S&P Global Market Intelligence provides a three-part roundup of key industry news announced at the annual Cannes Film Festival, which took place May 17-28 in Cannes, France. Part 1 covered European markets, part 2 is about the Asia-Pacific region and part 3 will be made available June 1. Today: Part 2.
Asia-Pacific's participation at the 70th annual Cannes Film Festival competition was scarce, but the region still made a mark at the event.
Chinese filmmaker Qiu Yang's "A Gentle Night," a 15-minute film about a mother searching for her missing daughter on the eve of the Lunar New Year, scooped the Short Film Palme d'Or. Australian actress Nicole Kidman won the 70th anniversary award.
Aside from Netflix Inc.'s "Okja" by South Korean director Bong Joon-ho, other Asian titles in the official selection included Naomi Kawase's "Radiance" and Hong Sangsoo's "The Day After."
Japanese sci-fi thriller "Before We Vanish" and Chinese drama "Walking Past the Future" competed in this year's Un Certain Regard section.
The cast of "Okja" at the screening of the film at the Cannes Film Festival
Takashi Miike's "Blade of the Immortal" was screened Out of Competition, while Midnight Screenings featured South Korean thrillers "The Villainess" and "The Merciless." On the other hand, Hong Sang-soo's "Clair's Camera" was part of the festival's Special Screenings.
"Marlina the Murderer in Four Acts" was the only Southeast Asian feature film screened during the festival's Directors Fortnight. The thriller was directed by Indonesian filmmaker Mouly Surya.
The 2017 Cannes Film Festival also saw a record participation from Asia and saw a flurry of global deals across different types of programming and platforms. Aside from being instrumental in this year's record attendance of 12,234, the Asian markets, specifically China, drove the lion's share of new business at Cannes' Marché du Film.
First off, China's Bona Film Group Ltd. and U.S.-based Creative Artists Agency launched a long-term film fund that will be used to finance English-language films and Chinese co-productions. Roland Emmerich's "Midway" will be the first project to be financed through the fund.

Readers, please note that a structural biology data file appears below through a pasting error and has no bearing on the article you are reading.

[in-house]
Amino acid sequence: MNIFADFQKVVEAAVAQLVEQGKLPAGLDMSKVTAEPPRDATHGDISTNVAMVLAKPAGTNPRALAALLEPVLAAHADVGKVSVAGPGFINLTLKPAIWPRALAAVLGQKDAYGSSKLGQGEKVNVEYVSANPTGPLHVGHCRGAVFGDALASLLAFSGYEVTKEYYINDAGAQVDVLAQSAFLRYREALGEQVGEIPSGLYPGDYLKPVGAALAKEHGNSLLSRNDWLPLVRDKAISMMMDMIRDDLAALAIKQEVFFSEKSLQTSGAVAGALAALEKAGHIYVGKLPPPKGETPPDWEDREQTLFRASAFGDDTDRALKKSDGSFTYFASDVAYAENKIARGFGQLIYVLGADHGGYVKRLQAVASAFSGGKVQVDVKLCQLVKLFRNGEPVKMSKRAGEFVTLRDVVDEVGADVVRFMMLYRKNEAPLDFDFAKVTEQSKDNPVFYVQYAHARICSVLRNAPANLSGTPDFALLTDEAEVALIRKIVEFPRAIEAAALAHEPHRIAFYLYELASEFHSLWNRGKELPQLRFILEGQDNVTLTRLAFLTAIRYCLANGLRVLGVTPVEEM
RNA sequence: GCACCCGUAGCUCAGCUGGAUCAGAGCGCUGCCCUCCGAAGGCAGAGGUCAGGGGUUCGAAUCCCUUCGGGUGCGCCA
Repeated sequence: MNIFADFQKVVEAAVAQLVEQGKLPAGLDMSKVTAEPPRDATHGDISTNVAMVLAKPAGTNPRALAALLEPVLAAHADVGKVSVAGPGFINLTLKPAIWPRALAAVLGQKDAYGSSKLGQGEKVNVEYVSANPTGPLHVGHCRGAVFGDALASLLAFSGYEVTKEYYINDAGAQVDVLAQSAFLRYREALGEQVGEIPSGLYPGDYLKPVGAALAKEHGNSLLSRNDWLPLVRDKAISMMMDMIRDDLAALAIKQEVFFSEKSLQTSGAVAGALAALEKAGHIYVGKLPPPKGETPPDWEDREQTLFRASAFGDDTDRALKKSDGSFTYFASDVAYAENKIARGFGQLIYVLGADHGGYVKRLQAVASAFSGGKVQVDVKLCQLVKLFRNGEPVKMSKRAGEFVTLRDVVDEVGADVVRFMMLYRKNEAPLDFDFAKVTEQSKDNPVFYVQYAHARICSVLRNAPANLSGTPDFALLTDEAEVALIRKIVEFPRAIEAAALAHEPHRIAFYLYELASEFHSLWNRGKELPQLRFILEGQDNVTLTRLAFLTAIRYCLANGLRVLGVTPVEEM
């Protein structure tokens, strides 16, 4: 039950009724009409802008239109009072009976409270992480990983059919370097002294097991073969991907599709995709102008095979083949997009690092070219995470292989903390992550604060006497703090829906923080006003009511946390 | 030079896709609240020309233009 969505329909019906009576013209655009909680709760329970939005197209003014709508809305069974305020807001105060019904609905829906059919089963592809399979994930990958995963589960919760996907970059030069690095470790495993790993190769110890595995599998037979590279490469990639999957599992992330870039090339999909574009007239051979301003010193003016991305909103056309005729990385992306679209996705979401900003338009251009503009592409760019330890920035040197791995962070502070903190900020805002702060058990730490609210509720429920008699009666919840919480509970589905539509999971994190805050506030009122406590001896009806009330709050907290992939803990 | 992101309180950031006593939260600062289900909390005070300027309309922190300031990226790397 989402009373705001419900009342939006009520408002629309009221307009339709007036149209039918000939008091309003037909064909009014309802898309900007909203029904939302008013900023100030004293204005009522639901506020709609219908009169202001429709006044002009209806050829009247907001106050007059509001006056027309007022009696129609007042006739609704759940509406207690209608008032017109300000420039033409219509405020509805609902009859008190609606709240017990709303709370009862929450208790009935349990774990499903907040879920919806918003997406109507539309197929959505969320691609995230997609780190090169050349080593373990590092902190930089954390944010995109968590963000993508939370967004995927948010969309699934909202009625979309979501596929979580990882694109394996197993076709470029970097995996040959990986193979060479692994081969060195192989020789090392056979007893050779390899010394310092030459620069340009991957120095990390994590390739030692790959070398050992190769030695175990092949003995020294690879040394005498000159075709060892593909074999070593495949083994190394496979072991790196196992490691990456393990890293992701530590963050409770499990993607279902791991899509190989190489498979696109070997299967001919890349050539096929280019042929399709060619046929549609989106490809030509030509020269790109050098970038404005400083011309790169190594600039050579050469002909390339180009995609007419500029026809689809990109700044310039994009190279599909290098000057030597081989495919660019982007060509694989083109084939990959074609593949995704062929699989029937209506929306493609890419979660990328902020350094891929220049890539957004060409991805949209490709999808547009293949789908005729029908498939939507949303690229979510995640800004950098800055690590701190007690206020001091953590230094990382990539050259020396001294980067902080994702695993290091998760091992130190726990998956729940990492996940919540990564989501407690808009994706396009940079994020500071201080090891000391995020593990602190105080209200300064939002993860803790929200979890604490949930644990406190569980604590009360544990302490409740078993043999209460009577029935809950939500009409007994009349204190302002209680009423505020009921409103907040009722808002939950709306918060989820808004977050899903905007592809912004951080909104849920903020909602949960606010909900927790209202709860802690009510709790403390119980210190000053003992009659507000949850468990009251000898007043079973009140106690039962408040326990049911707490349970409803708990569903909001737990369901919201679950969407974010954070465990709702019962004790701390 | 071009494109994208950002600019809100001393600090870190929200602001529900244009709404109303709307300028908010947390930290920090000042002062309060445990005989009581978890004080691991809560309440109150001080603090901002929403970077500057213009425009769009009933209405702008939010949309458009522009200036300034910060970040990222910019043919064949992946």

This was followed by HBO Asia's deal with China Central Television (CCTV)(CN)'s China Movie Channel to make two Chinese-language martial arts movies for TV.
Meanwhile, Sony Pictures Classics acquired Asia, Australia and New Zealand rights to cowboy drama "The Rider." The Sony Corp. unit will also release the movie in North America, Latin America and Eastern Europe.
Director Qiu Yang won short film Palme d'Or award for "A Gentle Night"
After its midnight screening, South Korean crime thriller "The Merciless" received an eight-minute standing ovation. The film had pre-sold to 85 territories before its international premiere in Cannes and has racked up additional deals, which will see the film distributed to a total of 117 territories.
North American and U.K. theatrical rights to EDKO Film Ltd.'s "Monster Hunt 2," a sequel to the 2015 Chinese blockbuster, was picked up by Lionsgate Entertainment. The deal also gives Lionsgate rights to the "Monster Hunt" property for its location-based entertainment venues in select territories.
Jackie Chan's new international sales outfit, Sparkle Roll Media, clinched distribution deals for "A Better Tomorrow 4," selling the film to Kidarient Corp. for South Korea and Clover Films for Singapore.
Meanwhile, Beijing-based distributor Red Apollo Group acquired rights for Chinese theatrical release for French action comedy "Raid: Special Unit" in August, while also eyeing a quota slot for French fiction "Family Heist" before the end of 2017.
China's Hishow Entertainment obtained Chinese rights for French production company Gaumont S.A.'s "Christmas & Co." and "Gaston."
Additionally, Chinese online ticketing platform Beijing Weying Technology bagged the distribution rights in China to nine Wild Bunch films, which include "Loveless," "Redoubtable," "Rodin" and "You Were Never Really Here."
Also, YL Pictures scored the distribution rights in China for Wizart's animated film "Fantastic Journey To Oz," which is set to premiere in Chinese cinemas on more than 7,000 screens.
Shanghai-based Bliss Media Pty Ltd. bought the Chinese rights to distribute and market "Why We're Killing Gunther," an action comedy starring Arnold Schwarzenegger.
U.K.-based streaming platform FilmDoo secured global video-on-demand rights to the back catalog of Philippines-based filmmaker Raya Martin, which include "How To Disappear Completely," "Next Attraction," "Now Showing" and documentary "The Island At The End Of The World."